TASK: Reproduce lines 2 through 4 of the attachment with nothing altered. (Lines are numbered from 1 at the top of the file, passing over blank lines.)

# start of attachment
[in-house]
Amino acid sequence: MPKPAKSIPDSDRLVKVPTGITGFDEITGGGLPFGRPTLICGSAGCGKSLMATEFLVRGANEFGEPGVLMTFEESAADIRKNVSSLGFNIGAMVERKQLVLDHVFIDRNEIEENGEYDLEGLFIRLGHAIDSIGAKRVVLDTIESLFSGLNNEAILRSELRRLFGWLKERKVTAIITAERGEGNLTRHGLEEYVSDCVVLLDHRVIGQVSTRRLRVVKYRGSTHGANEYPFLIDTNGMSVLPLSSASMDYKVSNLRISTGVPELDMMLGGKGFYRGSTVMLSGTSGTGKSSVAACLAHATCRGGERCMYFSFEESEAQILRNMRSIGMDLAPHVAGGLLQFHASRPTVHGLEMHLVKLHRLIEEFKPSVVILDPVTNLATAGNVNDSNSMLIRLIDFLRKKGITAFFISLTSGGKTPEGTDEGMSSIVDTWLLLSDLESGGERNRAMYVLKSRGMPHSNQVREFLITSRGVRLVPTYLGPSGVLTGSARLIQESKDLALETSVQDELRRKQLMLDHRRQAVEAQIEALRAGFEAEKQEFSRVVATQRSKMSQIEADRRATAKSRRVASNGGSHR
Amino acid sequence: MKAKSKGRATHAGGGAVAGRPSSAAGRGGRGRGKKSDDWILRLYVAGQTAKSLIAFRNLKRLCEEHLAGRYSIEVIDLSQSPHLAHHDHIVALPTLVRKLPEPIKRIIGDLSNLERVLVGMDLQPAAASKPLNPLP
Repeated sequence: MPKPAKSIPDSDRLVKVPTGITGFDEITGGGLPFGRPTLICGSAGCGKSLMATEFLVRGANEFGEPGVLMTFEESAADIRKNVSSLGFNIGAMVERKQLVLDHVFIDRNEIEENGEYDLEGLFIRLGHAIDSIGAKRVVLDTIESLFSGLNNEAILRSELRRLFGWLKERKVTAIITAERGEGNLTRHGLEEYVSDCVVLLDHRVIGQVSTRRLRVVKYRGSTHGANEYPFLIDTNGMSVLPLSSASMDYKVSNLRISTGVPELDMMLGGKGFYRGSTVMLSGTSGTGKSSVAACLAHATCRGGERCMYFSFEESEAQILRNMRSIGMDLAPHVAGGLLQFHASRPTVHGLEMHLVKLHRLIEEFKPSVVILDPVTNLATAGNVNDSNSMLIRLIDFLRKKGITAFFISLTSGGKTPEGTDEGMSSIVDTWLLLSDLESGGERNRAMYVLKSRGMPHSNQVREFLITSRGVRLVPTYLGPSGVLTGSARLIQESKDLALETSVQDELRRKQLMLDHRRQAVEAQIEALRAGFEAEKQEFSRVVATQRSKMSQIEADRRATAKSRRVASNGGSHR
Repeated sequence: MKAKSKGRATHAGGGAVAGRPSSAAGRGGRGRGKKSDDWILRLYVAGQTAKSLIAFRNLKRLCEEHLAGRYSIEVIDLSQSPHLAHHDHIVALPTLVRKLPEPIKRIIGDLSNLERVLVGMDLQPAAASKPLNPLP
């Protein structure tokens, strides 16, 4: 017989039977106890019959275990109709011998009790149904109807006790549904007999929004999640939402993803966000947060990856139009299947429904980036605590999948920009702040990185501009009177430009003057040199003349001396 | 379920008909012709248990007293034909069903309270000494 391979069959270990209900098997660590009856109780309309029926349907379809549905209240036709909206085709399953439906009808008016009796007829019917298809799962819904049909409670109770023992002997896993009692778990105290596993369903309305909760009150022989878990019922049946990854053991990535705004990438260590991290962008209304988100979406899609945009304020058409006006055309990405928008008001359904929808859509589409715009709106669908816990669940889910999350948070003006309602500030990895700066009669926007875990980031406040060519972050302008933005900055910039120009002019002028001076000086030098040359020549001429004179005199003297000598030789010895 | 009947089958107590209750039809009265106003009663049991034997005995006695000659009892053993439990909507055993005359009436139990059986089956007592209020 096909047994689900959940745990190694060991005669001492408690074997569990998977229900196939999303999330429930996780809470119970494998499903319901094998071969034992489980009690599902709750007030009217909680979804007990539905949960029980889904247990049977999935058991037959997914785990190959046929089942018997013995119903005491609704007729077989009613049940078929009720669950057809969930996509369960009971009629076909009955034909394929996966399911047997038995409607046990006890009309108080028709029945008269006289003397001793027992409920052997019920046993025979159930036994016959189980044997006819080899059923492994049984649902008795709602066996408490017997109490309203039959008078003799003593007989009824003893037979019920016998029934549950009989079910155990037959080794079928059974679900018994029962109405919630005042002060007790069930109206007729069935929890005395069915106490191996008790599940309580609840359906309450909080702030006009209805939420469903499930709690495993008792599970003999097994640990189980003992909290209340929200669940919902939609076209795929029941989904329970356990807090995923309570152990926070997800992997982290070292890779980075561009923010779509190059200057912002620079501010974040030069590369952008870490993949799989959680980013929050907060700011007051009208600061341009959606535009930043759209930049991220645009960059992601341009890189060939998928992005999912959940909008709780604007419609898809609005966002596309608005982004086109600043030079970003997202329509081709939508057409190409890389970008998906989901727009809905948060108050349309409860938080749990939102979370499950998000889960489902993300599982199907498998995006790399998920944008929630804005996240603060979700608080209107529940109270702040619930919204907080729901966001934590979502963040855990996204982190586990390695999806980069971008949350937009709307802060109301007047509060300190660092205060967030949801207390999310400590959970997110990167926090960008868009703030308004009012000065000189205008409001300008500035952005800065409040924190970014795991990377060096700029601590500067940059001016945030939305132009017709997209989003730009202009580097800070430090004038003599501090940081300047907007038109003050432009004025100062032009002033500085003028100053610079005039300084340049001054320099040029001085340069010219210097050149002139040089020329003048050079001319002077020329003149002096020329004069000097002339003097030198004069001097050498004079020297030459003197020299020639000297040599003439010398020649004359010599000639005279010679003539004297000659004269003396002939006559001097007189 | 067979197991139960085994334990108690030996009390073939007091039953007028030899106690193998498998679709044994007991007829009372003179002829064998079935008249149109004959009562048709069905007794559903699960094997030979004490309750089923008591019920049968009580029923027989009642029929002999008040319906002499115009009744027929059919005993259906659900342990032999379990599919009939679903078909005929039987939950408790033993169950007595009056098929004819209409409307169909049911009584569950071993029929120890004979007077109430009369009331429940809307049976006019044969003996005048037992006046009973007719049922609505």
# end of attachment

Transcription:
Amino acid sequence: MPKPAKSIPDSDRLVKVPTGITGFDEITGGGLPFGRPTLICGSAGCGKSLMATEFLVRGANEFGEPGVLMTFEESAADIRKNVSSLGFNIGAMVERKQLVLDHVFIDRNEIEENGEYDLEGLFIRLGHAIDSIGAKRVVLDTIESLFSGLNNEAILRSELRRLFGWLKERKVTAIITAERGEGNLTRHGLEEYVSDCVVLLDHRVIGQVSTRRLRVVKYRGSTHGANEYPFLIDTNGMSVLPLSSASMDYKVSNLRISTGVPELDMMLGGKGFYRGSTVMLSGTSGTGKSSVAACLAHATCRGGERCMYFSFEESEAQILRNMRSIGMDLAPHVAGGLLQFHASRPTVHGLEMHLVKLHRLIEEFKPSVVILDPVTNLATAGNVNDSNSMLIRLIDFLRKKGITAFFISLTSGGKTPEGTDEGMSSIVDTWLLLSDLESGGERNRAMYVLKSRGMPHSNQVREFLITSRGVRLVPTYLGPSGVLTGSARLIQESKDLALETSVQDELRRKQLMLDHRRQAVEAQIEALRAGFEAEKQEFSRVVATQRSKMSQIEADRRATAKSRRVASNGGSHR
Amino acid sequence: MKAKSKGRATHAGGGAVAGRPSSAAGRGGRGRGKKSDDWILRLYVAGQTAKSLIAFRNLKRLCEEHLAGRYSIEVIDLSQSPHLAHHDHIVALPTLVRKLPEPIKRIIGDLSNLERVLVGMDLQPAAASKPLNPLP
Repeated sequence: MPKPAKSIPDSDRLVKVPTGITGFDEITGGGLPFGRPTLICGSAGCGKSLMATEFLVRGANEFGEPGVLMTFEESAADIRKNVSSLGFNIGAMVERKQLVLDHVFIDRNEIEENGEYDLEGLFIRLGHAIDSIGAKRVVLDTIESLFSGLNNEAILRSELRRLFGWLKERKVTAIITAERGEGNLTRHGLEEYVSDCVVLLDHRVIGQVSTRRLRVVKYRGSTHGANEYPFLIDTNGMSVLPLSSASMDYKVSNLRISTGVPELDMMLGGKGFYRGSTVMLSGTSGTGKSSVAACLAHATCRGGERCMYFSFEESEAQILRNMRSIGMDLAPHVAGGLLQFHASRPTVHGLEMHLVKLHRLIEEFKPSVVILDPVTNLATAGNVNDSNSMLIRLIDFLRKKGITAFFISLTSGGKTPEGTDEGMSSIVDTWLLLSDLESGGERNRAMYVLKSRGMPHSNQVREFLITSRGVRLVPTYLGPSGVLTGSARLIQESKDLALETSVQDELRRKQLMLDHRRQAVEAQIEALRAGFEAEKQEFSRVVATQRSKMSQIEADRRATAKSRRVASNGGSHR